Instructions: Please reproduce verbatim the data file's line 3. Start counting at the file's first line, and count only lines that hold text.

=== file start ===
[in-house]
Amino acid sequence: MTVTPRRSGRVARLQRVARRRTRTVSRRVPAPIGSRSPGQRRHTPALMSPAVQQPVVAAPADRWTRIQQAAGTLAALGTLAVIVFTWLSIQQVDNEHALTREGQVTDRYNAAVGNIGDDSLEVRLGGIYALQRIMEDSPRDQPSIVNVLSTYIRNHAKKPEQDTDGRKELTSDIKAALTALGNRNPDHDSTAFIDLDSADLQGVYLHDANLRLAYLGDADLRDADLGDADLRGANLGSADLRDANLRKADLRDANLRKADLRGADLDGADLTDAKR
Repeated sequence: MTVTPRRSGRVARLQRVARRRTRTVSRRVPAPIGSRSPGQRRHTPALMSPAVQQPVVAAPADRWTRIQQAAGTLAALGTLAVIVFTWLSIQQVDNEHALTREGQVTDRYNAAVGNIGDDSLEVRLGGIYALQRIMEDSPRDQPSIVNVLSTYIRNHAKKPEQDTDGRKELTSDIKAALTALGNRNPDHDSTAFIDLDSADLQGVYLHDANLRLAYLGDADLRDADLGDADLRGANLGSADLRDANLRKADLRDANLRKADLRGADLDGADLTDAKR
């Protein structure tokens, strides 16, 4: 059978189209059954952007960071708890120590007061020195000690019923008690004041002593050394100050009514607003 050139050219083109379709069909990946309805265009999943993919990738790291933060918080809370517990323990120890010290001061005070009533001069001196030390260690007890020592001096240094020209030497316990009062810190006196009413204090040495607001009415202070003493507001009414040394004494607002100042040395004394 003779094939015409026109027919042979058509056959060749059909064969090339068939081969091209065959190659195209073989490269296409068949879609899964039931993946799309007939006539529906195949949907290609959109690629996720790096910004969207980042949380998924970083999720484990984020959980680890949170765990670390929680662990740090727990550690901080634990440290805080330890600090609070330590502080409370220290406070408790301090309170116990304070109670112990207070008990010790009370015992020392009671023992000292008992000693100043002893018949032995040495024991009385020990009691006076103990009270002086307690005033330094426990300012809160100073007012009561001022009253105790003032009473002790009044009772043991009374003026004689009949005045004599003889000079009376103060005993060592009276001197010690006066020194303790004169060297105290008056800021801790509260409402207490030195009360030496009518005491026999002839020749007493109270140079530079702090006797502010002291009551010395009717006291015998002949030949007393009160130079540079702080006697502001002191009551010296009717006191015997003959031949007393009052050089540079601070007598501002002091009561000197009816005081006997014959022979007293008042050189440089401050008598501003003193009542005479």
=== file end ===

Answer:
Repeated sequence: MTVTPRRSGRVARLQRVARRRTRTVSRRVPAPIGSRSPGQRRHTPALMSPAVQQPVVAAPADRWTRIQQAAGTLAALGTLAVIVFTWLSIQQVDNEHALTREGQVTDRYNAAVGNIGDDSLEVRLGGIYALQRIMEDSPRDQPSIVNVLSTYIRNHAKKPEQDTDGRKELTSDIKAALTALGNRNPDHDSTAFIDLDSADLQGVYLHDANLRLAYLGDADLRDADLGDADLRGANLGSADLRDANLRKADLRDANLRKADLRGADLDGADLTDAKR